The sixth and final satellite in the U.S. military’s network of ultra-secure, nuclear-hardened AEHF communications relay stations has arrived in Florida for final preparations for liftoff in March on a United Launch Alliance Atlas 5 rocket, the first of nearly 20 U.S. Space Force missions planned for launch in the first year of operations for the new military service.
After assessing any damage to the spaceport caused by Hurricane Dorian as it narrowly missed Florida’s east coast, NASA says the Kennedy Space Center will reopen for normal operations Friday. Teams rolled the Space Launch System’s mobile launch platform from pad 39B back into the cavernous Vehicle Assembly Building last week for safekeeping during the storm.
NASA civil servants and the agency’s contractor work force are bracing for high winds and rain from Hurricane Dorian, securing rocket stages, spacecraft assembly areas and even hauling a 6.7-million-pound mobile launch tower, designed for the huge rocket being built for the Artemis moon program, back to the cavernous Vehicle Assembly Building for safekeeping.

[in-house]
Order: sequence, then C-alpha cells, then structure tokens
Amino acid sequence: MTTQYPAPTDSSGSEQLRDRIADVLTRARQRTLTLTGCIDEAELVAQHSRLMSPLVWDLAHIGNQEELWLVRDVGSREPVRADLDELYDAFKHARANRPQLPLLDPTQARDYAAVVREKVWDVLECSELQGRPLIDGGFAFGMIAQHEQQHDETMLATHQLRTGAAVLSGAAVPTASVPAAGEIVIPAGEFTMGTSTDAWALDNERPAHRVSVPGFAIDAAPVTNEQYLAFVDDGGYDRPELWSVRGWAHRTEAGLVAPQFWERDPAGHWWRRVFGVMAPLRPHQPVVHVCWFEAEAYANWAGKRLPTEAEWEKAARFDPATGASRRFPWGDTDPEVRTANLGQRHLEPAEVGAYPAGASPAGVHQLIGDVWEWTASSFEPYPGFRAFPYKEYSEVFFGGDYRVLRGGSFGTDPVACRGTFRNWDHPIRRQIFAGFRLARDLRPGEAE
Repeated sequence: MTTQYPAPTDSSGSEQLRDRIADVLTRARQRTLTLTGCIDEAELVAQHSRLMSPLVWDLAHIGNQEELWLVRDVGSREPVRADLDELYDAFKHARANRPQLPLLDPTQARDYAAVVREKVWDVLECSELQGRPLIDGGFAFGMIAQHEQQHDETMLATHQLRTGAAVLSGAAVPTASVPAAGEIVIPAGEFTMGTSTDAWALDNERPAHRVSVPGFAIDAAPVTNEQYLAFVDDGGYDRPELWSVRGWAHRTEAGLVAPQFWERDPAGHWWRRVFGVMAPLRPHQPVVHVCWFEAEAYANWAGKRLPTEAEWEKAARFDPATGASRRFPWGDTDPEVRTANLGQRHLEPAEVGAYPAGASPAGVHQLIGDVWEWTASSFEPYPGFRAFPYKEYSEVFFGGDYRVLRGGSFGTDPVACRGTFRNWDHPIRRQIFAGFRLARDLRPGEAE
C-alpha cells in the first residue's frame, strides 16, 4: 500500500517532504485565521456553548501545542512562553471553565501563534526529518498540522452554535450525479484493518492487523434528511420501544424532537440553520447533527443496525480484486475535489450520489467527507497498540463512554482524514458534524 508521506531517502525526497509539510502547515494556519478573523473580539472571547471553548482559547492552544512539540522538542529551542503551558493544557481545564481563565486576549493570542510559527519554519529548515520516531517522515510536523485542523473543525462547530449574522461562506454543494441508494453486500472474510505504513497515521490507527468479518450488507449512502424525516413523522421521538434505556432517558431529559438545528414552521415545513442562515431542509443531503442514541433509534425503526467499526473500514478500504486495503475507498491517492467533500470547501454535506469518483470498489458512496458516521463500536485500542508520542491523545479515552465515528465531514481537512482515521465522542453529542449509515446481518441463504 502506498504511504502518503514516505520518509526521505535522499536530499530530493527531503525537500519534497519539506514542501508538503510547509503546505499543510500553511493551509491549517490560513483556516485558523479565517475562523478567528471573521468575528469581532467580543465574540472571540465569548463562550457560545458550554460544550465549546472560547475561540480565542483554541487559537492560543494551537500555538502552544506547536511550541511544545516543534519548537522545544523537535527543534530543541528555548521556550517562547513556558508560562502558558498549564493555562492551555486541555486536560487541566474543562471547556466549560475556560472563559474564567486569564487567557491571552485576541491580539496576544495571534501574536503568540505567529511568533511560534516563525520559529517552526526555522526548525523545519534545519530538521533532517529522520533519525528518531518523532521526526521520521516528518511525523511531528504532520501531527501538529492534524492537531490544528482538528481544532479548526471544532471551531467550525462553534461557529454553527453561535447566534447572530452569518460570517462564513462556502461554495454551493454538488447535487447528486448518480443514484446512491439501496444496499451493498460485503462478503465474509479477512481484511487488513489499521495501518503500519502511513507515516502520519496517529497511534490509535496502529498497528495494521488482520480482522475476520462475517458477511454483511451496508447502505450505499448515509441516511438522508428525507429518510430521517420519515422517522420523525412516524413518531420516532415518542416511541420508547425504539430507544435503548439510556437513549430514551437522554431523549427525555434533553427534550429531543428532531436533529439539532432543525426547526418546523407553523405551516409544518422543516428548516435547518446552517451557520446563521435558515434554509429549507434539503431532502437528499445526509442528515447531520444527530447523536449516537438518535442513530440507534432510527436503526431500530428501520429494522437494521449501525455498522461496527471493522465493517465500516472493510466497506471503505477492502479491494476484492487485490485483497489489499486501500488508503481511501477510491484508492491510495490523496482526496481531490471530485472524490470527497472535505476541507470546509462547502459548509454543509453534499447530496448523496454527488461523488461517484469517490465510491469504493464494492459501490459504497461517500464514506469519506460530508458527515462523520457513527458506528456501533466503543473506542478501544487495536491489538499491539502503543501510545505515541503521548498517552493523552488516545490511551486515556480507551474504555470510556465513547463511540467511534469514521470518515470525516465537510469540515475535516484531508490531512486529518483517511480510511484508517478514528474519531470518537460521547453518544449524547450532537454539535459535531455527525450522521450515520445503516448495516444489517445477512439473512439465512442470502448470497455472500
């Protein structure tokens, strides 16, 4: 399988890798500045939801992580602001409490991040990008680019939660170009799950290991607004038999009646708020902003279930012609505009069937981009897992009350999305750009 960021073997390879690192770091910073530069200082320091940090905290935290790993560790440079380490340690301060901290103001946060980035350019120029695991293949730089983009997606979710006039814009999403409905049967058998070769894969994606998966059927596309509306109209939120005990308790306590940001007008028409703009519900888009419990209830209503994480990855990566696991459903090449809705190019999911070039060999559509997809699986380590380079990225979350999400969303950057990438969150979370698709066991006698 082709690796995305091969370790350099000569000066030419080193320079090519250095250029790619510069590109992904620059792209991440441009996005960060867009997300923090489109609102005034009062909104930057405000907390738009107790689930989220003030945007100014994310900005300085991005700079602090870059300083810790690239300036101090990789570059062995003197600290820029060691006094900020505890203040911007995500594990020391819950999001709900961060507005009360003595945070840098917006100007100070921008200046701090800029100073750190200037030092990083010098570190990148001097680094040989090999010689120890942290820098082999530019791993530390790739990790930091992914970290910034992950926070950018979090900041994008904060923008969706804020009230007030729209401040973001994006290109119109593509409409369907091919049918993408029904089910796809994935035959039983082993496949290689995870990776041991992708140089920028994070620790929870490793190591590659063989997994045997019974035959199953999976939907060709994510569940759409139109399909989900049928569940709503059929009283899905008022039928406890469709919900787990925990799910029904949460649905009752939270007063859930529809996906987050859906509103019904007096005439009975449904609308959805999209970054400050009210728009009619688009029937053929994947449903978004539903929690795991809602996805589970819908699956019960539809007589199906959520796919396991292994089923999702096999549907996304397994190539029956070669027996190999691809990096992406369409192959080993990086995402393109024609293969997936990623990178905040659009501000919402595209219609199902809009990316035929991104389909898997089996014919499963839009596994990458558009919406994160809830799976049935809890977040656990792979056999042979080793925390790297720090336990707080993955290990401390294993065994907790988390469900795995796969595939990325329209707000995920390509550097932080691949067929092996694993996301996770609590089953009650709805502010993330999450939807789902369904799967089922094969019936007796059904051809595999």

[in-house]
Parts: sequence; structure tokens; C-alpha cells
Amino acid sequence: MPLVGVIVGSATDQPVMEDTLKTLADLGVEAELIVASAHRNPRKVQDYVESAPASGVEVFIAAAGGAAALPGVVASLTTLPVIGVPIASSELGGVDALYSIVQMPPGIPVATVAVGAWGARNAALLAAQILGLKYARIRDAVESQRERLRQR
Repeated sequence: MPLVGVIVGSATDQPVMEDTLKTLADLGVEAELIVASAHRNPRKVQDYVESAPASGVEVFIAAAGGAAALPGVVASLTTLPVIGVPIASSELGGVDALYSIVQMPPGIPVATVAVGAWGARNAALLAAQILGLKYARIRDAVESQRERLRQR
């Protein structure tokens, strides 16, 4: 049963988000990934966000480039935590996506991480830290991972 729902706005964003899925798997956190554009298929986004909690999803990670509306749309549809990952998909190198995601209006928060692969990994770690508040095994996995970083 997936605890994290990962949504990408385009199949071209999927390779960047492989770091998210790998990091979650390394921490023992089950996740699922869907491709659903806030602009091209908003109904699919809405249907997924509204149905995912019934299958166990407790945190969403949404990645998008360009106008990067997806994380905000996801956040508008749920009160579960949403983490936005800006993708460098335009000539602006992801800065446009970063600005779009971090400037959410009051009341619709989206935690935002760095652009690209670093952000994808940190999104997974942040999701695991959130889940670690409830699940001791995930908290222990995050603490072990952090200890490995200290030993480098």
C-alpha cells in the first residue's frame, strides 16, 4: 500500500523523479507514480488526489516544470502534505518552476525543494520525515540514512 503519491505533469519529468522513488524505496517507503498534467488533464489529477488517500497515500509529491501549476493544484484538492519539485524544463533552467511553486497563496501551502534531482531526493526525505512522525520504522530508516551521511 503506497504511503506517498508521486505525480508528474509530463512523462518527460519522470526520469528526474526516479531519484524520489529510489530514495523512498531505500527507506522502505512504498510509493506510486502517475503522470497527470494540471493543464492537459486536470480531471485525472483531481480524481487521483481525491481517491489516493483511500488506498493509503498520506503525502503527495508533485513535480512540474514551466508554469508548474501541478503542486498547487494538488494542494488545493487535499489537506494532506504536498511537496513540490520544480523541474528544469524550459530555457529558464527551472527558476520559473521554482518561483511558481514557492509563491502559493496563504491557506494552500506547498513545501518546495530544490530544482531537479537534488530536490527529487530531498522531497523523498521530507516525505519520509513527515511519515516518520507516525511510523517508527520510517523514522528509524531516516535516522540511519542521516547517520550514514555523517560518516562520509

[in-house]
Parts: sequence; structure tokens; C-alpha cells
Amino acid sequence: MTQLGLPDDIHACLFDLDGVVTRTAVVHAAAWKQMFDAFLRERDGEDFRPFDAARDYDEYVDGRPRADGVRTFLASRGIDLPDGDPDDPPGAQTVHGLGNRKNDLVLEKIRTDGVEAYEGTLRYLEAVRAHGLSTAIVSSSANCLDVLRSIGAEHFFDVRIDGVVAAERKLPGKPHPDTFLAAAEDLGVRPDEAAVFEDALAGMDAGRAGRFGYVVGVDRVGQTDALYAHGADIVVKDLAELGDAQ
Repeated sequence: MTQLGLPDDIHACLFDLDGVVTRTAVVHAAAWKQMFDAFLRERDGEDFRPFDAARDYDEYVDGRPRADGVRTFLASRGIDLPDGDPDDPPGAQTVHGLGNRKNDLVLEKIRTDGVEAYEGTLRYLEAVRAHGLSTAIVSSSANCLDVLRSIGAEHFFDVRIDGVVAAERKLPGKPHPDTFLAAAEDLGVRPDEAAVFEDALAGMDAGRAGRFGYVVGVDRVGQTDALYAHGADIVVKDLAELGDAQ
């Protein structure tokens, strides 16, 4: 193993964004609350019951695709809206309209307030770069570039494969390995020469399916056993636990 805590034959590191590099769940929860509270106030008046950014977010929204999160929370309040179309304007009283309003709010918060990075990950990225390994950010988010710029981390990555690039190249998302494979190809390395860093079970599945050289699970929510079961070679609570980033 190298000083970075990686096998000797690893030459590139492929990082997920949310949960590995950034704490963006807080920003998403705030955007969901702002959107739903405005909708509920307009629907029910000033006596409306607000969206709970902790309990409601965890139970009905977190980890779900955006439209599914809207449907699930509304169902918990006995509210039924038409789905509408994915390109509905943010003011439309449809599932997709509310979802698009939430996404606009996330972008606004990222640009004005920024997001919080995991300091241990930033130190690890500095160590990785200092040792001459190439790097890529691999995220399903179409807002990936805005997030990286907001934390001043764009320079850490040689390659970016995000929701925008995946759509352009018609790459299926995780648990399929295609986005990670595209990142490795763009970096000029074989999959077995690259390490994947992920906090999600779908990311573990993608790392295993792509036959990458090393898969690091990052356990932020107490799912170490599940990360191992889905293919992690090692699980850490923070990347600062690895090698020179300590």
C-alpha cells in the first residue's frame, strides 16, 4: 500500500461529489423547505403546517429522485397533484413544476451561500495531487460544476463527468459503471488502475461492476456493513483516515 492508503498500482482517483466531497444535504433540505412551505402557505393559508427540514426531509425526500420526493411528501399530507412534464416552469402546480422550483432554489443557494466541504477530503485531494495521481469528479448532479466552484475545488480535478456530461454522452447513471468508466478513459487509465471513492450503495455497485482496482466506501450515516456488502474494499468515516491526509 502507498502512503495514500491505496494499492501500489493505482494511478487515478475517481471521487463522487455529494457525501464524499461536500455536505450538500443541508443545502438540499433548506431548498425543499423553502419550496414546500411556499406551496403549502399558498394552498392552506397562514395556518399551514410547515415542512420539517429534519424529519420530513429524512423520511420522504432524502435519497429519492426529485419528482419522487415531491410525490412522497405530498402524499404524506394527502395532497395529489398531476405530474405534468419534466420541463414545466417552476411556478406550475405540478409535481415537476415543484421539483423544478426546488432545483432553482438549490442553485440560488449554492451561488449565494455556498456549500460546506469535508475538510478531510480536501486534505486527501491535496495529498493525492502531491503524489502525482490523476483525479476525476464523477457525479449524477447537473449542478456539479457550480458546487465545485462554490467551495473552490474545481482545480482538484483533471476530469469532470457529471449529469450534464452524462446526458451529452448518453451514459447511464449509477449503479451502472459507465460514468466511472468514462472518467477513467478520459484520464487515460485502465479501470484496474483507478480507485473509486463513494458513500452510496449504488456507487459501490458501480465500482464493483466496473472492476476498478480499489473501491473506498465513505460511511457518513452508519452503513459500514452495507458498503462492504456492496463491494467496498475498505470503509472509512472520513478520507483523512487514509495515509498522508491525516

United Launch Alliance’s Delta 4-Heavy rocket lifted off at 11:10 a.m. PST (2:10 p.m. EST; 1910 GMT) Saturday from Vandenberg Air Force Base, California, after a month-long delay to troubleshoot a hydrogen leak in one of its boosters. The heavy-lifter was on a mission to send a U.S. government spy satellite into orbit.
The first of up to seven missions planned on United Launch Alliance’s Atlas and Delta rocket fleets this year is scheduled for Saturday from California’s Central Coast, when a Delta 4-Heavy is set for blastoff on a spy satellite delivery flight delayed a month to troubleshoot a hydrogen fuel leak in a booster.